What halted child labor in factories?

Throughout history the parents of most families could not produce enough to support their families without having their children work also. It was the accumulation of capital by the industrialists that increased the productivity of adults, so that children did not have to work in fields or factories. In poor non-capitalist countries they are still working in fields and factories, because the parents are not productive enough to support their children.

Historically, children working in factories (and fields) was only a transitory stage between early feudalism and capitalism. Prior to working in factories, before the Industrial Revolution, many children (and their parents) used to die and starve, as evidenced by the high infant mortality statistics before the dawn of the Industrial Revolution. Observe that is was not until families left the “country” and went into the “cities” that they were able to produce enough food to eat. The clearest evidence of this is population and infant mortality statistics: population did not go up and infant mortality did not go down until the Industrial Revolution.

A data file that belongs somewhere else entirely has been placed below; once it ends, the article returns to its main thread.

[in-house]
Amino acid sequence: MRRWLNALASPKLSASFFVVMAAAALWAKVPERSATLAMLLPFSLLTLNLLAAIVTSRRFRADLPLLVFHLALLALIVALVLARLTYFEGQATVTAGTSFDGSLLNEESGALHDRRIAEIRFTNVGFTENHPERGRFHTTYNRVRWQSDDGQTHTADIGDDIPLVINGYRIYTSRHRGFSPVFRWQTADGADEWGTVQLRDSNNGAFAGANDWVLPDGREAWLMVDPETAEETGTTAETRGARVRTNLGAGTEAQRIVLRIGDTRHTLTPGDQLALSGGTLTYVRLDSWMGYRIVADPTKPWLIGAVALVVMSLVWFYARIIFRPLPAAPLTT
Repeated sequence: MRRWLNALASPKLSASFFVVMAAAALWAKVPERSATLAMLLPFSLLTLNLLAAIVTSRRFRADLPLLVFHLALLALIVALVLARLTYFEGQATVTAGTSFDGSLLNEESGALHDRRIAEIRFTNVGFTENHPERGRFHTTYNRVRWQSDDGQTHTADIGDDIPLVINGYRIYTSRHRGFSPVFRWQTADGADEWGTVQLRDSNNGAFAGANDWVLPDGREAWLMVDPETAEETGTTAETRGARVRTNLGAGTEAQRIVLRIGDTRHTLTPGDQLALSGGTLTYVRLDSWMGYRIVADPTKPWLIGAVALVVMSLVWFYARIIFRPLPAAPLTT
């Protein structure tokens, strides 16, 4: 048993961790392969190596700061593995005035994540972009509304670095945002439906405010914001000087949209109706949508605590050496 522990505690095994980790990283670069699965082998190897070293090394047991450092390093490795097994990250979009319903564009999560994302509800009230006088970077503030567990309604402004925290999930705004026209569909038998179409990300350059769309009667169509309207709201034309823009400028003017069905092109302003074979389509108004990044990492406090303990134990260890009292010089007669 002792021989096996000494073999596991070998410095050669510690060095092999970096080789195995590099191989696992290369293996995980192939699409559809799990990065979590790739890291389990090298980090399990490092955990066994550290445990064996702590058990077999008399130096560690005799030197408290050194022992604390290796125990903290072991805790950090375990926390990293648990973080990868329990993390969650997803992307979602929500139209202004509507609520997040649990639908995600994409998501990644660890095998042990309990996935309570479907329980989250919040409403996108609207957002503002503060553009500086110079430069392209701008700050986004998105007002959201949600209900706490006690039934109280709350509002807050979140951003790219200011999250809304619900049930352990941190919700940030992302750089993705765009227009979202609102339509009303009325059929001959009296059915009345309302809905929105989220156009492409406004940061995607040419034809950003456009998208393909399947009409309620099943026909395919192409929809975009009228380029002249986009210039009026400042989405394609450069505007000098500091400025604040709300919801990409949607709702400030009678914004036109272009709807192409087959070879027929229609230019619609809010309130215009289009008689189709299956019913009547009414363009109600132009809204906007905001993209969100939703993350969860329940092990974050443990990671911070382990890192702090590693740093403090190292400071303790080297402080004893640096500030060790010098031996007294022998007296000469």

If life was so great before capitalism in the “country”, why was infant mortality so high and population numbers considerably lower before capitalism? Answer: because life was not so great until the Industrial Revolution made its appearance.

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